Blitz center Steven Stamkos (91) and left wing Pat Maroon (14) argue with an official after Nathan MacKinnon's goal in the second period.
Blitz center Steven Stamkos (91) and left wing Pat Maroon (14) argue with an official after Nathan MacKinnon’s goal in the second period. [ DOUGLAS R. CLIFFORD | Times ]

Stamkos had a lengthy chat with an official after MacKinnon equalized less than two minutes into the second half. He seemed to think play should have been stopped before the shot was taken as the Lightning gained possession of the puck after a delayed penalty was awarded to them.

But replays showed the center ice official who made the call only raised his arm after Lightning center Nick Paul touched the puck deep in the Tampa Bay zone. Colorado forward Mikko Rantanen hit Paul at the top of the zone for the puck, sending him back off the end boards.

The Avalanche’s Gabriel Landeskog grabbed the puck, ran around the net and passed the center to Bowen Byram. Byram fed MacKinnon and smashed goalkeeper Andrei Vasilevskiy into the left circle on the short touch with a sharp shot from deep.

Class: C, for can’t stop playing

Bad looks

Lightning left wing Pat Maroon, left, yells at referee Gord Dwyer after an Avalanche goal.
Lightning left wing Pat Maroon, left, yells at referee Gord Dwyer after an Avalanche goal. [ DIRK SHADD | Times ]

The puck was in Lightning net and Pat Maroon was lucky not to end up in the box after Artturi Lehkonen gave the Avalanche a 2-1 lead with just over 7-1/2 minutes into the second half.

Lehkonen scored after MacKinnon’s backhand pass from the slot to Josh Manson in the right circle caught Lightning defender Zach Bogosian’s skate and deflected to Lehkonen in the left circle.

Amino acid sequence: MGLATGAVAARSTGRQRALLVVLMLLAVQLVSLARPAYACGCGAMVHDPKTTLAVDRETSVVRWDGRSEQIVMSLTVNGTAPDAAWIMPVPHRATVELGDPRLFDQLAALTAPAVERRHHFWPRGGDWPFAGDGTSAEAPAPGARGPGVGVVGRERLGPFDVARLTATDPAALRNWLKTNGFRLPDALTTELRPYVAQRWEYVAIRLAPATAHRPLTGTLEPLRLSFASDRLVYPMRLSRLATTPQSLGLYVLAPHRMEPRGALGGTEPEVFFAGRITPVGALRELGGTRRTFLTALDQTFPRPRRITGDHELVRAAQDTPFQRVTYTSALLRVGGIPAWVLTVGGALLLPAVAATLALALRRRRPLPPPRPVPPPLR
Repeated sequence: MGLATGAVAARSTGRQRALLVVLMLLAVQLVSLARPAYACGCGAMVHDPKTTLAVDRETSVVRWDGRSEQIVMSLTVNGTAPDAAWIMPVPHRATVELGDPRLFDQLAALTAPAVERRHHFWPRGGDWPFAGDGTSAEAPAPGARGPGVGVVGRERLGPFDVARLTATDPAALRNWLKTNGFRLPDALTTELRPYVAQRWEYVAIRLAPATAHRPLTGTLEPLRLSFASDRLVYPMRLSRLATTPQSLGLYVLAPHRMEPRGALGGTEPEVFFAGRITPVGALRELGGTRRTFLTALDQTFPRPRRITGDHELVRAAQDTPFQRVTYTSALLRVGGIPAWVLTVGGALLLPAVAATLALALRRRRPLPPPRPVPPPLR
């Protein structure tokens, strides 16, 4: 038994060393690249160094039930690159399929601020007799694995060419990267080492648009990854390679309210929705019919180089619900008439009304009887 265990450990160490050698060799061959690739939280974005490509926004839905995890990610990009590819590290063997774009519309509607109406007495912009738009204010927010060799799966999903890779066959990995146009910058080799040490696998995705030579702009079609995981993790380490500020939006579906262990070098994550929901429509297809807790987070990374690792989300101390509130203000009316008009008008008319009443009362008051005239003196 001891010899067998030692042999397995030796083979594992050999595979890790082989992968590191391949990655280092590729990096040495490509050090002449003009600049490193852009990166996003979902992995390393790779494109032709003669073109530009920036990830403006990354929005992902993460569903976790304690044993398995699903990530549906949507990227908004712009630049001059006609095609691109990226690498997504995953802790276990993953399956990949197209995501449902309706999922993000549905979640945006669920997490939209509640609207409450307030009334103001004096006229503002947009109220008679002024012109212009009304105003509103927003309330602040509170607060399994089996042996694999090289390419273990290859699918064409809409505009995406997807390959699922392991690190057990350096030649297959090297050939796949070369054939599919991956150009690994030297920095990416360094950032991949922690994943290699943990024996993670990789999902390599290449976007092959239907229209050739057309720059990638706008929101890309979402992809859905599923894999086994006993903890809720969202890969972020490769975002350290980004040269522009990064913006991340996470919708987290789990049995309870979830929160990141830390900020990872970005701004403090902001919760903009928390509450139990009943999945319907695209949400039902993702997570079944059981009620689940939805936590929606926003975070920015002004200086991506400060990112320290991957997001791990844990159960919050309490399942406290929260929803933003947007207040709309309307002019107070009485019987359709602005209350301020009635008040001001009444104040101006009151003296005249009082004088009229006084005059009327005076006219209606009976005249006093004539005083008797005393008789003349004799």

Maroon, seemingly upset that a penalty was not awarded when Pierre-Edouard Bellemare was brought down by Manson at the other end of the ice, smacked his right shin with two hands after the goal. Manson appeared to raise his cane in time to deflect the blow.

It was a complete loss of composure for one of the most respected and accomplished (three Stanley Cup rings) players in the Lightning roster.

Class: D, for disturbing

Is there more to come?

Missing their goal this season doesn’t mean this Lightning group won’t win another trophy.

The only other team to win back-to-back trophies in the salary cap era, the Penguins, took nine seasons to win their three trophies. The Blackhawks teams of the 2010s won three in six seasons.

The Red Wings teams of the late 1990s through early 2000s went three seasons between titles but still managed three in six seasons. It took the Oilers four seasons to win their first three cups in the mid to late 1980s, then won two more over the next three for five in seven seasons.

So, no, the Lightning won’t make history as the first team in the salary cap era to win three straight straight games. But if there’s one thing we’ve learned about this team, it’s that they know how to recover from defeat.

Class: I for incomplete